On your final note though, Vern, I have to say I think that’s precisely what animation should always strive to do–tell stories that couldn’t just be replicated with live-action. Otherwise, why make it animated? Should be something there, in the worldbuilding for example, that only animation can capture. I feel like that’s always been a big part of Pixar’s wheelhouse, and whether the films work or not (and to me this one did), I hope it always will be.


  3. I’m not saying don’t make it about monsters or talking bunnies, I’m just saying we’re running out of inanimate objects and abstract concepts to turn into societies without it being laughable. After I cross anthropomorphic scissors off of the list there’s nothing good left.

  4. Haven’t seen that one, but LIGHTYEAR is an entertaining little mindless popcorn SciFi movie with a good, although completely unoriginal, time travel gimmick. It’s just that every time they tried to find new ways to sell the “This is the REAL Buzz Lightyear” concept to the audience, they made it less and less appealing.

  5. I’m way behind on Pixar releases, but I would watch the punctuation movie. I assume it will star a semicolon and an interrobang, and the theme is about being mixed case– I mean, mixed race.

  6. Yeah, the trailers for this one looked like a parody of Pixar, although apparently the film had legs at the box office. It’s kind of a bummer because as much as people say that Pixar has lost their touch, I actually thought Soul, Luna, and Turning Red were up there with some of their best. And those three in particular seemed interested in moving away or at least tweaking the common Pixar formula. It looked like they were stretching what they wanted to do, but then Lightyear and Elemental hit.

  7. The marketing did this movie dirty. When I finally got around to seeing it on D+ I was pretty impressed. I’m glad it exists. Sloppier than usual for Pixar but I thought the immigrant community stuff was extremely well handled and I think the first time Pixar or Disney has tackled that? It’s the whole reason the movie worked. Soul and Luca don’t work for me as well, even though they’re definitely structurally stronger movies.

  8. ” What if cars had lives? and What if cars had lives? 2″
    Bless you, Vern.

    I liked this one overall – and yeah, the trailer was awful. Then again, I thought the trailer for What if Emotions had Lives? was laughably bad and it ended up being one of my favorite pixars, so what are you going to do. Disney marketing sucks/isn’t for me.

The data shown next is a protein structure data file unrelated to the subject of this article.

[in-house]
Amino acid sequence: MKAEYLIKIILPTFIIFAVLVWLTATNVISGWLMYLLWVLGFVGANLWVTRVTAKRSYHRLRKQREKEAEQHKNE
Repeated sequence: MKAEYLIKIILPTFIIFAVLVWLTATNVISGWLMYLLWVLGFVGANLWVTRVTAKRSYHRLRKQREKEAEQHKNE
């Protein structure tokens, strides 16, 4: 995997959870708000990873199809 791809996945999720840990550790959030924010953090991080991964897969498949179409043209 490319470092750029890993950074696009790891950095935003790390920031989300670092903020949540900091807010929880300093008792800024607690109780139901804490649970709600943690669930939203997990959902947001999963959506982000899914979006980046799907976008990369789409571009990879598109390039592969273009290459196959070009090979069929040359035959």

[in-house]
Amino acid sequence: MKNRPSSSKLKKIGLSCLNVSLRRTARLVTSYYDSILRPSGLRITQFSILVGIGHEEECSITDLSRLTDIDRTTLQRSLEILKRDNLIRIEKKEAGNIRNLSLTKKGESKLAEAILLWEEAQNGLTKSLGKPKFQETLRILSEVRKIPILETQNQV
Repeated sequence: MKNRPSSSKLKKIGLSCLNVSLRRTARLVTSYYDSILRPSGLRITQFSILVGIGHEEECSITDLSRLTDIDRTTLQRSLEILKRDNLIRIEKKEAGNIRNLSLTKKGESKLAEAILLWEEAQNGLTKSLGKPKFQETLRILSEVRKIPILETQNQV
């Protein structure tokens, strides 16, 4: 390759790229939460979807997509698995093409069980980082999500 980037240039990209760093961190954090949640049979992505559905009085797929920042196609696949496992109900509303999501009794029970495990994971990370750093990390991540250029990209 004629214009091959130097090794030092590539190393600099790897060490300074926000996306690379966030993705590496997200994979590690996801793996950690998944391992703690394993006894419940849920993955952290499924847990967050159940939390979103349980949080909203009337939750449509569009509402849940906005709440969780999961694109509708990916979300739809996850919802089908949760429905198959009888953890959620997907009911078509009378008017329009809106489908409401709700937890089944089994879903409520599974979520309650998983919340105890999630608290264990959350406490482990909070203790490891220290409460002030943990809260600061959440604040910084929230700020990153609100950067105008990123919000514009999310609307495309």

The immigration stuff was nicely handled and had at least some nuance, though its pastiche nature rubbed me the wrong way; I like that one of the main themes ends up being second-generation immigrant guilt.
    But what really bothered me was the shoddiness of its rules. I actually don’t mind Cars in that sense (I hate it, but because it’s a shitty formulaic melodrama) – I mean, cars drive themselves in this world, that’s the buy-in, I’m not going to start poking hole in its metaphysics and wonder where people went and stuff; Its world is consistent, and that’s enough.
    Here… fire burns everything else, except when it doesn’t; Wade gets evaporated only sometimes. There don’t seem to be rules except for what’s convenient for the script at any given time – And when that informs plot points, the movie feels really arbitrary in a bad way.
    It’s sweet and fun, so it’s not a fatal flaw, but it did annoy me.

    I was also glad there was no evil plan to get rid of the fire people or something. I know a bunch of people online like to say that the lack of clear-cut villains in disney movies is another sign of culture dying, but fuck that, bureaucratic blunders are plenty evil.

  9. There was an early version where Wade’s mom was indeed the villain trying to get rid of the fire people, but I’m glad they dropped that shit.

  10. I presume RPS: THE MOVIE will be Pixar’s first LBGTQ movie, with lesbian scissors, gay Rock Rockson, and trans paper. I’m out of ideas but I am sure they can figure it out.

    I did not like INSIDE OUT and wasn’t too enthralled by SOUL (but at least didn’t actively dislike it), and was pretty bored by INCREDIBLES 2, so Pixar officially jumped the shark for me at the end of the intro of UP. Everything they have done since has been a dud for me, and that is most of it.

  11. Hey, that was exactly my reaction to ONWARD too! When I heard the plot, I was convinced it would destroy me (for example, I ended up sobbing uncontrollably two thirds into FORD VS FERRARI because it suddenly occurred to me ‘damn, my old man would’ve fucking loved this movie’ and then the dam broke. I’m sure the people around me in the theater were very, very confused). But upon watching, the whole thing had absolutely ZERO emotional weight. That movie just did not work at all.
    This one was okay. Cute story and some great visuals.